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My wife and I just moved into a new house that was built in the 1930s. There is a mixture of two prongs and three prongs, but there are no three pronged outlets in the most ideal places (I.e. my desk or bedside). How much work is needed to get a few of the two pronged outlets changed to three pronged outlets?

Also there is an outlet I have never seen before, could someone tell me what it's for?

Photo of outlet

  • Cost is off-topic and will vary considerably depending on what your wiring is behind the outlets. The pictured outlet is a 240V outlet most typically for a heavy duty air conditioner – Ecnerwal Mar 6 '17 at 15:49
  • Are you asking how to replace your outlets, or how to install grounded circuits? – isherwood Mar 6 '17 at 15:53
  • For reference, here is a chart of outlet types: stayonline.com/reference-nema-straight-blade.aspx – Sean Jul 24 '17 at 19:42
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If you only have one or two places where you need three-prong receptacles, you don't have to figure out which is "first" (nearest the panel). The NEC (since at least 1987) also allows you to replace ANY ordinary, non-grounding (two-prong) receptacle with a non-grounded, 3-prong GFCI receptacle. Marking it as having "no equipment ground" was added as a later requirement, as mentioned by Ecnerwal.

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Use the GFCI loophole

There's a rule (and for very good reason) that if its two supply wires have GFCI protection already on them, you can fit a 3-prong receptacle there even though it doesn't have a proper ground. GFCI prevents electrical shocks by detecting ground faults; power taking a route it should not. This is not quite the same as a full and proper ground; so for instance if you touch a metal chassis and get a spark of static electricity, that has nowhere to go.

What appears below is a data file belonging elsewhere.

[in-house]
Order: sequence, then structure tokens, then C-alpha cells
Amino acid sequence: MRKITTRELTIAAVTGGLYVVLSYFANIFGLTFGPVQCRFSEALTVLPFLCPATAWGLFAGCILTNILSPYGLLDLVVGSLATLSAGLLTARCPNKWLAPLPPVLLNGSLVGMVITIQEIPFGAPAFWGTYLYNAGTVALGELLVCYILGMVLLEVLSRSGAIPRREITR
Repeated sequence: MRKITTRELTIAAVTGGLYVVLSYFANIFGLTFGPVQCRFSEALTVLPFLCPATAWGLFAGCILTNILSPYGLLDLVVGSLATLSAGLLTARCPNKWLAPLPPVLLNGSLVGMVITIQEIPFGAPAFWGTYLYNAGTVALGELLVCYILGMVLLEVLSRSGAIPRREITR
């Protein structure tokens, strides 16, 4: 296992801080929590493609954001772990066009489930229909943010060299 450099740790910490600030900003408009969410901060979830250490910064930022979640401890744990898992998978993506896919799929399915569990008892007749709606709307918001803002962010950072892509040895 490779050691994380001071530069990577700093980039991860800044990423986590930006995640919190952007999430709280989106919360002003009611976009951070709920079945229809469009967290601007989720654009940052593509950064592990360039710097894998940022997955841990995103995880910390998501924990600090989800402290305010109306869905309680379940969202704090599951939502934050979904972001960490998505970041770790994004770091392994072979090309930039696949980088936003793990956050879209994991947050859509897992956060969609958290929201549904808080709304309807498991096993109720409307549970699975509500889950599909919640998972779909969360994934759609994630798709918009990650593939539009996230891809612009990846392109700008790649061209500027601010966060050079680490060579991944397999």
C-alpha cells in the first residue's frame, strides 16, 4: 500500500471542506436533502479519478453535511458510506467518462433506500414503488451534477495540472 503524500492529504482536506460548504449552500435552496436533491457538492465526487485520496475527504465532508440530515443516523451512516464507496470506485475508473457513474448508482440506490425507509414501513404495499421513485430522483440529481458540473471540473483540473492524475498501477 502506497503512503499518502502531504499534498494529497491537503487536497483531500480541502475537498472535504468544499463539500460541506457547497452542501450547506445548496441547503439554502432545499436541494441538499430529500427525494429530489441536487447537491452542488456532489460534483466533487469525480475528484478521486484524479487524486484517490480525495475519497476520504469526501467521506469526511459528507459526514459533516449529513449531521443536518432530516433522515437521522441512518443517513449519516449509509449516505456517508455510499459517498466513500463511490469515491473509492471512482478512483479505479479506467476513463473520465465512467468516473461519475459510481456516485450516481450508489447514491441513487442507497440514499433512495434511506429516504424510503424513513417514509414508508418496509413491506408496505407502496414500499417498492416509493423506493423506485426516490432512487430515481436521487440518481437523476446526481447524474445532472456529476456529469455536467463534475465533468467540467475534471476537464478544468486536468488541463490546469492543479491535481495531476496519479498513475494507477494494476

Receptacles are typically wired in a string, like the larger screw-base Christmas tree lights. The 2-wire cable goes from the service panel, to the first receptacle, to the second, third and so on. It's important to know which receptacle is first on that chain.

You can fit a GFCI receptacle at that first location. The rest of the chain can be attached to its LOAD terminals, giving them GFCI protection. They will need stickers saying "GFCI protected". Then you can change them to 3-prong outlets. They cost about $3 for a decent one (avoid the 60 cent cheapies). Then you'll need to stick "no equipment ground" labels on all those receptacles, and "GFCI protected" labels wherever that's not obvious.

If you don't want to sort out which one is first, just change the circuit breaker to a GFCI breaker. These are more expensive, and they also prevent you from fitting a simple AFCI breaker. AFCI detects arcing and sparking from wiring faults; left alone they will start a fire.

Use the ground-retrofit rule

The 2014 electrical code threw open the door to retrofitting ground wires. It is debatable whether grounds are as good as GFCI for life safety... but they complement GFCI's very well. And of course they help protect equipment from static and lightning.

The new rules allow you to leave the existing wiring alone and simply retrofit a ground wire using any practical means. You don't need to run a ground all the way back to the panel, or even follow the same circuit paths as the wiring. You only need to reach any existing ground wire, provided that wire is thick enough and goes back to the same panel. So for instance you can hang off a range or water heater cable, or the one going to that nice NEMA 6-20 receptacle in your photo.

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